Step 8
Spiral wrap the rib forward over the abdomen with about six or seven turns and tie it off at the front end of the hook. Helicopter the end of the wire to break it off flush.

Step 9
Wrap the thread back over the front end of the abdomen, overlapping back to about the sixty to sixty-five percent point. We want this overlap to insure that the abdomen and thorax run smoothly together.

Step 10
Clip a section of turkey tail quill that is about as wide as the hook gap at its tip. Clip the tip end square.

Step 11
Tie the turkey section in by its tip, on top of the hook at the end of your overlap (60-65% point) with the inside of the feather facing up. Read that sentence three times before you do it…there’s a lot of information in a few words, so pay close attention to get it right. I like to keep the tip of the feather short of the hook eye so that I don’t have to trim it off later.

Step 12
Now you can just wrap forward over the stub end of the wingcase to bind it flat against the shank and smooth the taper over the lead down onto the hook. Pretty crafty, huh?

Step 13
Select a nice long hen saddle feather from the pelt. You can size the feather at any length from half a shank all the way down to just a gap width. This one here will have long wiggly legs so we picked a feather with longer barbs.

Step 14
Strip the barbs from the inside of the feather. What I mean by “inside” is the side of the feather that will touch the shank when we wrap it. In this case, we are going to tie the feather in by it’s tip, so with the tip pointing down, I have stripped the left side of the feather…BUT, I tie left handed, so if you don’t, you should strip the other side.

Step 15
Leave a bit of the tip of the feather with barbs on both sides to help anchor things in place. Tie the feather in at the base of the wingcase by its tip end as shown here.

Step 16
The fly ought to look a little something like this right about now. Make sense?

Step 17
Twist some more dubbing onto the thread and begin wrapping it from just behind the index point back to the base of the wingcase. working your way up the taper of the thorax rather than down from the wingcase area. Dub all the way back to the base of the wingcase.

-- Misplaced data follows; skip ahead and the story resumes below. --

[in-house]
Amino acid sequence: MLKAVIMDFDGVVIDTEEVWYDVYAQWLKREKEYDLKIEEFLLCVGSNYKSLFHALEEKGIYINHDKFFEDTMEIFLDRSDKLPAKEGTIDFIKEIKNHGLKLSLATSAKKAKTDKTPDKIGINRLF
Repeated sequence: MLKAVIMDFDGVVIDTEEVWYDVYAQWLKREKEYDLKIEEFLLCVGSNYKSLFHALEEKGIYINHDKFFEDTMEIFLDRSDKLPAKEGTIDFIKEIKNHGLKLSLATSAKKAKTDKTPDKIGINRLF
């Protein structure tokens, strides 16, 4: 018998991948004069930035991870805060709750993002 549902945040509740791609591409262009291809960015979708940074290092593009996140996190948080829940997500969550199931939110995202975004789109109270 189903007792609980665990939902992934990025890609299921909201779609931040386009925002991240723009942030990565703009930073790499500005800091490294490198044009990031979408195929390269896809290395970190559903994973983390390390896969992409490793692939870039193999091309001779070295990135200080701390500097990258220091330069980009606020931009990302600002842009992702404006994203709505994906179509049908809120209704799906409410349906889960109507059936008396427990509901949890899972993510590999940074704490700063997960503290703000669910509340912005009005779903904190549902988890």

Step 18
Continue dubbing forward again to just short of the index point. Try to square off the tapered abdomen a bit like I have done here. We do not want a sharply tapered thorax, but rather a nice robust and somewhat rectangular shaped thorax.

Step 19
Palmer the hen feather forward over the thorax with three or four turns (now you see why we wanted a nice long feather). Tie the feather off at the index point with a couple tight turns of thread and clip the excess. Try to be sure that the feather fibers slope back along the body of the fly as you wrap. This half stripped feather will create some gangly legs on the fly and should not be too heavy or thick.

Step 20
Pull the wingcase forward over the top of the thorax, taking care not to push the hackle fibers forward as you do it. it may help to stroke the hackle on the top of the fly down to the sides as you bring the wingcase forward. Tie off the wingcase with several tight turns of thread to anchor it across the top of the fly. Be sure the wingcase is centered on the thorax when you do this.

Step 21
Build a smooth thread head over the butt ends of the wingcase, whip finish and add a drop of thin head cement to the thread wraps.

Step 22
Finished fly, side view. Note the long-ish legs on this fly…not too long, but long none-the-less.

Step 23
Here is a fly with a shorter hackle…you can see the fly seems a bit smaller, but the legs aren’t quite so prone to wiggly jiggly action. Both long and short hackles work fine on this fly, it’s just that they give slightly different effects.

Step 24
Top view of finished fly.